Minister of Finance Keit Pentus-Rosimannus (Reform) said that OECD intervening in tax policy works to harm competition, which is especially unfortunate for small countries.
"Long-debated proposals for reforming the digitizing global economy have begun to take shape at the OECD. As it often happens, the initially simple plan of giving countries that consume the services of digital giants the right to tax them has been replaced by several new ones. The link between these new solutions and the original idea has become quite muddy in places," Pentus-Rosimannus said.
"Firstly, taxation of digital economy that was originally meant to concern GAFA (Google, Apple, Facebook and Amazon) has become a proposal for taxing the profits of the world's 100 largest groups, whether digital or traditional, sporting a complicated resolution and calculation mechanism," the minister explained.
Pentus-Rosimannus said that the currently proposed scheme would bring Estonia additional tax revenue of €10 million, while the whole of the EU would stand to gain €1 billion a year.
Another change would concern a global income tax minimum. "To put it bluntly – the aim of the proposal is to limit tax competition and tax policy choices between different countries. When has restricting competition ever amounted to anything good? I cannot think of a single long-term example. Such a limitation would clearly be constricting for small countries, and if healthy tax competition usually supports growth and innovation, this proposal moves in the opposite direction. Convenient for the whales but harmful for enterprise, international competition and job creation," Pentus-Rosimannus wrote.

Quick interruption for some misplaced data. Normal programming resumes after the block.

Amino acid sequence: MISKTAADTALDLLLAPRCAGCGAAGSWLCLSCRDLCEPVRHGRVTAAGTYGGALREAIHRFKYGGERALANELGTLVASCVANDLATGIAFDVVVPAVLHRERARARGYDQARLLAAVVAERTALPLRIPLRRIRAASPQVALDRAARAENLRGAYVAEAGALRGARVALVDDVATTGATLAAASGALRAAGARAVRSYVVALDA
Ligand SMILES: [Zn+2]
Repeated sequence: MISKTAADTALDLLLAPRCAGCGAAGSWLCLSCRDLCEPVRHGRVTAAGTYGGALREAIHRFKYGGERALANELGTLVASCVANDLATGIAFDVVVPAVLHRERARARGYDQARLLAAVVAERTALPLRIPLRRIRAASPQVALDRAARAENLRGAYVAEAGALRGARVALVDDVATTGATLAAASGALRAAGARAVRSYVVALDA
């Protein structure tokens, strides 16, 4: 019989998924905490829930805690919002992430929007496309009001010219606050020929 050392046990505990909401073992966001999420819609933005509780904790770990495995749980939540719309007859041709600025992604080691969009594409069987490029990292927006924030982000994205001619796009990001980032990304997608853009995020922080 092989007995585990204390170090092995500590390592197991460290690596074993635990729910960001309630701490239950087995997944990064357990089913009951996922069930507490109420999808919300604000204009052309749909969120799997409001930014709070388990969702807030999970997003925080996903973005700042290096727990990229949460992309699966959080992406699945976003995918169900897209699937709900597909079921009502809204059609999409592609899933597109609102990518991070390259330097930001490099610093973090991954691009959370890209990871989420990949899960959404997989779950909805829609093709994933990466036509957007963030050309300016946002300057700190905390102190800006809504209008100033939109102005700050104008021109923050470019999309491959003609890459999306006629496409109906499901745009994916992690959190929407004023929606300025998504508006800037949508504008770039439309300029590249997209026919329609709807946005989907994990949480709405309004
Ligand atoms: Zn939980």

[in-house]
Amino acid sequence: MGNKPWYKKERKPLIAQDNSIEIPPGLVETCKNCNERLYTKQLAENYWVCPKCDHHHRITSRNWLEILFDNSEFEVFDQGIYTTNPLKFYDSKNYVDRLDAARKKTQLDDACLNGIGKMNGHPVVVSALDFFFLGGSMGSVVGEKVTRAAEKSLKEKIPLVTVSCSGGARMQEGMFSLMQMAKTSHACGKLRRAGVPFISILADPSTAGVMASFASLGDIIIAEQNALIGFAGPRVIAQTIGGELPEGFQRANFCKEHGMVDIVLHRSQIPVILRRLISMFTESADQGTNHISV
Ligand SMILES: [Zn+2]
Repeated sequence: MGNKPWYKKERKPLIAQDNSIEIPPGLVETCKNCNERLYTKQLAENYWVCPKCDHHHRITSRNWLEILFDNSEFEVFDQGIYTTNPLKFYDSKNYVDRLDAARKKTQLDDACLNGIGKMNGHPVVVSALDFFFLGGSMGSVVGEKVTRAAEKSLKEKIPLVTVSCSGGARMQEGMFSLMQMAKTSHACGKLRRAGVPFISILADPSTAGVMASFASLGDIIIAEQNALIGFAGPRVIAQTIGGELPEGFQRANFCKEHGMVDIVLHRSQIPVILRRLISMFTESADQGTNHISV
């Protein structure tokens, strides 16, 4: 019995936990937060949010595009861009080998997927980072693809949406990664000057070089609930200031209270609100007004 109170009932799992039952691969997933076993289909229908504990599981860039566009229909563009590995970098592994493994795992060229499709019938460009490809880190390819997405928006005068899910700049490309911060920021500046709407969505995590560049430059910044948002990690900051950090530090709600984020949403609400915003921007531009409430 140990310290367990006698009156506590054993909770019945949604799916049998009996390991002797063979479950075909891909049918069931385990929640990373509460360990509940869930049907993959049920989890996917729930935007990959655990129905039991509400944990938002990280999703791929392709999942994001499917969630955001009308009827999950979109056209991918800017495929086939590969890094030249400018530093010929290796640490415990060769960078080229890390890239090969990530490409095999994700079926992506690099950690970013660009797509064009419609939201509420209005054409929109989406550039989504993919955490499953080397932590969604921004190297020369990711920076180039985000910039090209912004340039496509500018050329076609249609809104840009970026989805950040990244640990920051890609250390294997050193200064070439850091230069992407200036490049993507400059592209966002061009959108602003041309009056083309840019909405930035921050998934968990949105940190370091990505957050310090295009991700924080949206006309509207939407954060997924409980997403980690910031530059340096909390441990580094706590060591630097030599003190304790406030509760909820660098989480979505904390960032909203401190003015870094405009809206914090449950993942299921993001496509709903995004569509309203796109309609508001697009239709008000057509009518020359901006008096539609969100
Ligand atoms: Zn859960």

She added that the global corporate income tax solution would mostly concerns groups that have Estonian subsidiaries the global sales revenue of which exceeds €750 million a year. "We might have 200-300 such companies. The proposed solution is hugely complicated right now, whereas it is even harder to see how such a scheme could benefit the economy in general. Headquarters subject to the minimum income tax rate would only number one or two in Estonia," the finance minister noted.
Pentus-Rosimannus pointed out that Estonia has applied for an exception for its corporate income tax system in recent years. "Not many countries have been ecstatic about the prospect. We have ramped up our negotiating efforts in recent weeks."
"We need to keep in mind that the OECD is not a legislative body, meaning that even if the current proposals pass, nothing will change automatically. However, things will get more complicated on the international arena," she said in closing.
Leaders of the G7 agreed on a global 15-percent corporate income tax on Saturday. Should the agreement be signed at the G20 meeting in July, Estonia will need to apply for an exception allowing it to postpone collecting income for a number of years. Estonia only taxes profit when it is paid out, which companies might not do every year.
Editor: Marcus Turovski